IT Certifications 101: Why They Matter, and Why They Don't

November 18, 2021

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AWS, Google, Azure, Red Hat, CompTIA...these are big names in IT! And not only for their products, but also for the certifications they offer. If you’re new to tech, you might be wondering: Do certifications really matter? Welcome to IT Certifications 101! What’s the tl;dr? Certifications are critical to getting past HR for certain roles, but they won’t get you the job.

What are IT Certifications?

Certifications are official credentials given by companies, institutions, and vendors to verify that you have demonstrated a specific knowledge or skill. They are a stamp of approval from a known brand (like Amazon) saying “This person knows their stuff.” Certs are used in a lot of industries, including technology. Even within tech, there are dozens of vendors and hundreds of certs.

Why do IT Certifications matter to employers?

Many roles (including security, system administration, and networking) require certain certs to make it in the door of an interview process. This filter matters for several reasons: it helps narrow down the pool of applicants, it establishes a baseline of shared knowledge or experience across all applicants, and it expedites the process so that employers don’t have to spend as much time vetting basic technical skills.

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Why do they matter to you?

Obtaining certs in IT will provide you with a number of benefits:

  • You will show up in recruiter searches on LinkedIn!
  • You can follow specific, concrete paths for your career development
  • You obtain industry-recognized, respected, and transferable credentials relevant for your whole career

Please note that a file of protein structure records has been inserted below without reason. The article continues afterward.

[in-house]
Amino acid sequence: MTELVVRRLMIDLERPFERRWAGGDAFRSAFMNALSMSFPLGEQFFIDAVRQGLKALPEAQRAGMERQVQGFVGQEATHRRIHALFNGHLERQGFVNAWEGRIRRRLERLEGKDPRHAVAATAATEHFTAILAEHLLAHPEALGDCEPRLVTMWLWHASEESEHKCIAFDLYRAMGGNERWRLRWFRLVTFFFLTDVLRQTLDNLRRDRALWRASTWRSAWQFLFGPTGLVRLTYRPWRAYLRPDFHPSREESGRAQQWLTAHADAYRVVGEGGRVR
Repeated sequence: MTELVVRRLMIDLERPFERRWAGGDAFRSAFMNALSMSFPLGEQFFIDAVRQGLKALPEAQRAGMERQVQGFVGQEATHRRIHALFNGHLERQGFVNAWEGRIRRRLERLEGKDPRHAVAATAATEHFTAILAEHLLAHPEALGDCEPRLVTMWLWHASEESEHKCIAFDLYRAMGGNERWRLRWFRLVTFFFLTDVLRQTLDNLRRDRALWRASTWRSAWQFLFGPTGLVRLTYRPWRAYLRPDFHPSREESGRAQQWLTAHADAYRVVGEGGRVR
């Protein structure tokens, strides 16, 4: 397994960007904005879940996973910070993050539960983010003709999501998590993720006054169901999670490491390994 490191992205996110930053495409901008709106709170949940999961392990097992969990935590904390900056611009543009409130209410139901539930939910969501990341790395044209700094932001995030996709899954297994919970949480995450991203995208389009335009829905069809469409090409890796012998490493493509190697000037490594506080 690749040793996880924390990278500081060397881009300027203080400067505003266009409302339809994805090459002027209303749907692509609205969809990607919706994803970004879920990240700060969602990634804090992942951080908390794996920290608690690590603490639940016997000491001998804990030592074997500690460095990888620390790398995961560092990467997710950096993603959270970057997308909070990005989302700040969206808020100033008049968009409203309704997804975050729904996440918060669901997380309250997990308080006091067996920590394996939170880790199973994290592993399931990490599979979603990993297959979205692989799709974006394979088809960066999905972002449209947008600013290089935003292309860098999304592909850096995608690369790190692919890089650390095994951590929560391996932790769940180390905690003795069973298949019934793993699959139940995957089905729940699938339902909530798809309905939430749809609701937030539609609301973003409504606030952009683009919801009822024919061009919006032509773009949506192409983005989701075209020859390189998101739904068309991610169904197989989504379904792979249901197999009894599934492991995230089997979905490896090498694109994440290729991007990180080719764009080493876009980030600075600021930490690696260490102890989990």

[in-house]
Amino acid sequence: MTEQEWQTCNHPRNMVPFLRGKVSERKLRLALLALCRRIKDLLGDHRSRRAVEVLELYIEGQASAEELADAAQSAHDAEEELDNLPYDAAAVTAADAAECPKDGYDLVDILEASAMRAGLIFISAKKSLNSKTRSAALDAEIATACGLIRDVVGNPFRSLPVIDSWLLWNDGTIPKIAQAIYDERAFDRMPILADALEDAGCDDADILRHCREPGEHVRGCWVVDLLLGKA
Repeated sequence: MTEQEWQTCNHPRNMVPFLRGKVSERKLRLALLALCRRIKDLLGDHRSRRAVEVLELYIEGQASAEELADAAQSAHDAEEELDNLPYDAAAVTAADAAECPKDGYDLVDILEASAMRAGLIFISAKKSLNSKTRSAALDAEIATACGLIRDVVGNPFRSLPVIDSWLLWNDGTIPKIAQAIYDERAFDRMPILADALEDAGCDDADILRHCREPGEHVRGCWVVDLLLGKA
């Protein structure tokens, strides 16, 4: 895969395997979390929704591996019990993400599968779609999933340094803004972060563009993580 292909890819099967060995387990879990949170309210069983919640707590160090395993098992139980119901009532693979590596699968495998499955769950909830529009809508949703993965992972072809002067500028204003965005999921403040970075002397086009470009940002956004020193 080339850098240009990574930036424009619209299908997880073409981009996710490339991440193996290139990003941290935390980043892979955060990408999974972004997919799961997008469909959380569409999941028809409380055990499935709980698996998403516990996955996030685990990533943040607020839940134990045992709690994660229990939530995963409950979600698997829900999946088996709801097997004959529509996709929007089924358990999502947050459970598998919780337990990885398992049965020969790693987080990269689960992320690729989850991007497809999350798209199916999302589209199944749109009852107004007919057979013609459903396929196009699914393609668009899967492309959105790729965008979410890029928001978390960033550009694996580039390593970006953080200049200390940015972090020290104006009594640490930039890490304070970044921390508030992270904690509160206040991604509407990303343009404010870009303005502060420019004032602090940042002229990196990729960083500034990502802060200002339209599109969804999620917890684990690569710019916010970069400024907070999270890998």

• You develop relevant and broad-base content knowledge
  • You will be able to pass initial HR screenings and land a seat in the interview

Why DON'T they matter to employers and you?

At the end of the day, certifications are just pieces of paper. They represent your ability to pass a test, not to do a job. Sometimes those things are one and the same, but usually, they are very different. Certifications are like the entrance fee to get into a tournament: you still need to fight your way to the top. And when you’re standing in the ring, it’s better to know how to fight than to have a degree in fighting.Additionally, not all jobs within tech care about certifications at all. For example, there is technically a Java programming certification from Oracle, but it’s almost never required or considered for job applications because it tests very specific, abnormal, and academic concepts that don’t apply to most real-world software development.

If Certs matter AND don’t matter, what do I do?

At Codeup, we like to think of our IT training as CertificationsPLUS, as in - you get certifications PLUS hands-on experience. Here’s a quick way to think about it: Amazon Web Services has basic certifications called Cloud Practitioner and Solutions Architect Associate. The official Amazon training for these certs is 1 week: 4 days of training and 1 day of exam readiness. The 1-week schedule will present to you mostly everything you need to pass the certification exam, and then it’s on you to go cram and memorize to get ready. Once you pass, you’ll have the cert, but you’ll be a paper tiger: all bark and no bite. In other words, you’ll appear knowledgeable and skillful on paper, but in reality, you won’t have any experience or know-how for completing the real work.Alternatively, Codeup spends 5 weeks on AWS, combining exam study and hands-on practice. That way, you can talk the talk and walk the walk.If you want to learn more about IT certification and training paths, reach out to us at![/et_pb_text][/et_pb_column][/et_pb_row][/et_pb_section]